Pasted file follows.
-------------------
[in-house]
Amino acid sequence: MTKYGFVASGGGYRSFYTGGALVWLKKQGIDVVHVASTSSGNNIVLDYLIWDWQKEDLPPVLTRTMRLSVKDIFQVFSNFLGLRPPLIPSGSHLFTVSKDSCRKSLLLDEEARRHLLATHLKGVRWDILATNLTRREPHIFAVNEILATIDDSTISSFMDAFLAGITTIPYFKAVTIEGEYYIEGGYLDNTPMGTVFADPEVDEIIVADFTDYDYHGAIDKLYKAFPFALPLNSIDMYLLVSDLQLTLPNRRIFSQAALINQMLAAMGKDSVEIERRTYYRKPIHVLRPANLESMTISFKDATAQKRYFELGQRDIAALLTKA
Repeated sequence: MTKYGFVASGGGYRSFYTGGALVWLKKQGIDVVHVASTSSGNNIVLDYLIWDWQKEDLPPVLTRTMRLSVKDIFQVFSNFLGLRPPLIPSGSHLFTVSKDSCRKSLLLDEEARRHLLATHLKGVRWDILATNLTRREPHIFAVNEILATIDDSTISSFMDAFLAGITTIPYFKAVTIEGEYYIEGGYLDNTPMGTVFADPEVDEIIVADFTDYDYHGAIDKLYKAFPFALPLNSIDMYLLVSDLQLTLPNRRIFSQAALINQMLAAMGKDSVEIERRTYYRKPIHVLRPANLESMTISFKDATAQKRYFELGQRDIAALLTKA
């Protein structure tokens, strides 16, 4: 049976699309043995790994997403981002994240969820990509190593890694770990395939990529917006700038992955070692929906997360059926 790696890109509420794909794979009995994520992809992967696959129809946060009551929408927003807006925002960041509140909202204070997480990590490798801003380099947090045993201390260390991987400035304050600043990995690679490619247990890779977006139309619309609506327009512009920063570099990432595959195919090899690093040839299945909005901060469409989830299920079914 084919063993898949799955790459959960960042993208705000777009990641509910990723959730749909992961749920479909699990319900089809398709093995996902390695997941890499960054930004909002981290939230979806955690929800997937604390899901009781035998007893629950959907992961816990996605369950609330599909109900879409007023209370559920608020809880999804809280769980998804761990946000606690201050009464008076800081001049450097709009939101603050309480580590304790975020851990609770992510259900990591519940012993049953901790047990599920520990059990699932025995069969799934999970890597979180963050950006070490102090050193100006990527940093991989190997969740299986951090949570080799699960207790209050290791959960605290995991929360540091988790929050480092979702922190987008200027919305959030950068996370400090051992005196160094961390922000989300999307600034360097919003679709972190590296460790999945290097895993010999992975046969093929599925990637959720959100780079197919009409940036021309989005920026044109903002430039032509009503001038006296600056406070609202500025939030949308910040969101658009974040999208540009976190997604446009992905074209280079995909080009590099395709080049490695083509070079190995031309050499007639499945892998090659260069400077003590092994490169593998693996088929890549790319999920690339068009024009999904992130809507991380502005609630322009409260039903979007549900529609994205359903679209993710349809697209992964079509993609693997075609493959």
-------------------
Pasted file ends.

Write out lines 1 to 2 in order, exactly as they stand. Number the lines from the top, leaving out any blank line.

[in-house]
Amino acid sequence: MTKYGFVASGGGYRSFYTGGALVWLKKQGIDVVHVASTSSGNNIVLDYLIWDWQKEDLPPVLTRTMRLSVKDIFQVFSNFLGLRPPLIPSGSHLFTVSKDSCRKSLLLDEEARRHLLATHLKGVRWDILATNLTRREPHIFAVNEILATIDDSTISSFMDAFLAGITTIPYFKAVTIEGEYYIEGGYLDNTPMGTVFADPEVDEIIVADFTDYDYHGAIDKLYKAFPFALPLNSIDMYLLVSDLQLTLPNRRIFSQAALINQMLAAMGKDSVEIERRTYYRKPIHVLRPANLESMTISFKDATAQKRYFELGQRDIAALLTKA